Everywhere you turn these days, you hear just how “smart” your home can be. The high-tech future is here and the “Internet of things” has become more than just blather. Only what exactly does this all mean?
What are the new smart objects available for your home, and how will they all work together? For a glimpse at some of the cutting-edge highlights, check out these products below—some currently for sale, others soon to be released—that can make your house seem a whole lot savvier in the year ahead.
It’s good to be smart!
The upcoming Series 8 edition of the Bosch HomeConnect Refrigerator will snap a photo of the interior every time you shut the door. First, it will convince your kids that the little light does, indeed, go off when the door is shut. But more important, you can view these fridge pics later on your phone when you’re at the store trying to remember if you need milk or if you’re stocked up on dinner ingredients. Bonus: You can keep an eye on how that week-old paella is looking, if you dare. With a price tag of $2,500 this amazing fridge is not cheap.
With the Ring doorbell, it’s as if you’re always home: When visitors ring your bell, the onboard camera transmits theirimages to your cellphone, letting you see who’s destroying your hard-earned privacy and allowing you to talk to these interlopers (or pals!) from wherever you may be. Now you can remotely tell UPS exactly where to leave that package. It comes in at $199.
The Fluxo smart lamp is designed to be the only light in the room. A sleek pendant containing 300 white and colored LED lights, it emits a wide range of light tones and intensities. You can turn on only certain sections in case, say, you want to read on one side of the room and your partner wants to doze on the other. It also stores your favorite types of light, automatically cues them at the right times based on your past usage patterns, and turns off when you leave the room. This is still in a Kickstarter stage, but estimated cost is $450.
Tired of your selfie stick? Get ready for the Selfie Mirror, a device that, true to its name, snaps photos with an HD camera and a lumen light, without the hassle of holding a camera. But the mirror provides a whole list of more essential services from behind its reflective surface: The camera lets you make Skype calls to far-away friends and keep an eye on your home when you’re away. Starting at $199 via Indiegogo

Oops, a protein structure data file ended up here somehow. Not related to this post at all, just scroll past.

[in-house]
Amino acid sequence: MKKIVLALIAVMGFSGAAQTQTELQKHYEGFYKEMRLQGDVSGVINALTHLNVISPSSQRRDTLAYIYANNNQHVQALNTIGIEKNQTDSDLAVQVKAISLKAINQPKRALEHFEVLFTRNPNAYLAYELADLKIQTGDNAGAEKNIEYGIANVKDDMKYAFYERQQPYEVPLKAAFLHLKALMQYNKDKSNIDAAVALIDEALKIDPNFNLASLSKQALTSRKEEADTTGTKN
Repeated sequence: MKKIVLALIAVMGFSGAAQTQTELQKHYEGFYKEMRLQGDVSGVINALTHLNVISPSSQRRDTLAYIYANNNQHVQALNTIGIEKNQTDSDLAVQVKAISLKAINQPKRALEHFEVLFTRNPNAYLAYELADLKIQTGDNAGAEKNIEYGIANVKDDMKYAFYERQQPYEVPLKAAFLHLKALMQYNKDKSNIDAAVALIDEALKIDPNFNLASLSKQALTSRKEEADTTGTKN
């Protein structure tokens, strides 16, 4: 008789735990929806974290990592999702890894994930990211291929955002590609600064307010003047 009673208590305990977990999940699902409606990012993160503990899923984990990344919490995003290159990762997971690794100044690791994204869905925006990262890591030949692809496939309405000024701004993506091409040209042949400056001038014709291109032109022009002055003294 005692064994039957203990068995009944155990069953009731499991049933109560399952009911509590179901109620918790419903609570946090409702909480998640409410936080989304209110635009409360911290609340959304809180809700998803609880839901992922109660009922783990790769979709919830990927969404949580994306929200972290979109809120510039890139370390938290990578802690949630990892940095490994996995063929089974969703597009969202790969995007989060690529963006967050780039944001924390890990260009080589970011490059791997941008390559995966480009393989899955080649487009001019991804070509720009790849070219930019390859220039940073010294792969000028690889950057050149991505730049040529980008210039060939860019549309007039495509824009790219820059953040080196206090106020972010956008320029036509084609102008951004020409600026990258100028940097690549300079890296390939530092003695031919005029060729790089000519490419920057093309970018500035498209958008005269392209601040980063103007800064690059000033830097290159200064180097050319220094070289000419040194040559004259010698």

Your front door
If you don’t want to sign on for a full-scale alarm system, the Elephant Door alarm is a decent alternative. Just attach the modules to your door and pair it with your phone. The device contains an accelerometer, gyroscope, and microphone, which detect when somebody tries to enter the door uninvited. When it detects a security breach, the Elephant emits a high-pitched alarm and alerts you to the situation through your device. There's no published price on this fancy bit of tech yet.
If opening different apps to control your armada of smart devices is too much hassle for your future self to stomach, the Smart Remote might just save you. Simply point it in the direction of the device you want to control, and the remote will know which one you’re aiming for—which means you can adjust your speakers, lights, and thermostat according to your whims without leaving your well-worn spot on the sofa. This device also has no published price yet.
Your electrical outlets
The Eve Energy is a little white device that connects to electrical outlets to let you know how much energy is being used by a given outlet, providing a new way to keep your electric bills in check. It lets you switch the appliance in that outlet on and off remotely on your phone, so if you forget to turn the lights off you can do it on your way to work. This helpful tool starts at $199.
Your alarm system
Elarm is a set of sensors you place around your home that send you customized alerts—so you’ll know if an intruder has crossed the threshold, your dog is leaving an unwanted gift on the love seat (again), or if your daughter got home from school. The coolest feature: the Jiggle, a small stick-on sensor that you place wherever you want to detect movement, so you’ll know if, say, your kids are snooping in your closet or whether your elderly dad has taken his medicine.
Some people are scared off of smart home devices by fears that hackers could steal their info or spy on them, but the Pebble aims to put those fears to rest. This sleek and wireless device resembling a river rock continually monitors all of your connected devices and alerts you to suspicious activity: Think of it as a smart device cop. Green equals all good, orange means that an issue has been detected and Pebble is resolving it, and red indicates a security breach that you should investigate, pronto.
It's worth noting that according to the “Smart Homes and Realtors” 2016 report, Realtors said the top three most important smart home tools for clients are smart locks (37 percent), lights (29 percent), and thermostats (26 percent).
The report also revealed cameras are only “somewhat important,” and that clients feel quite ambivalent about other gadgets, such as doorbells, smart appliances and voice control.
When it comes to functionality, Realtors reported clients overwhelmingly focus on items that improve their home’s safety (51 percent) and privacy (45 percent) while driving down costs (44 percent) and energy usage (42 percent).
So updating the technology in your home may not just be a convenience for you, it may also boost your home's sales potential in the future.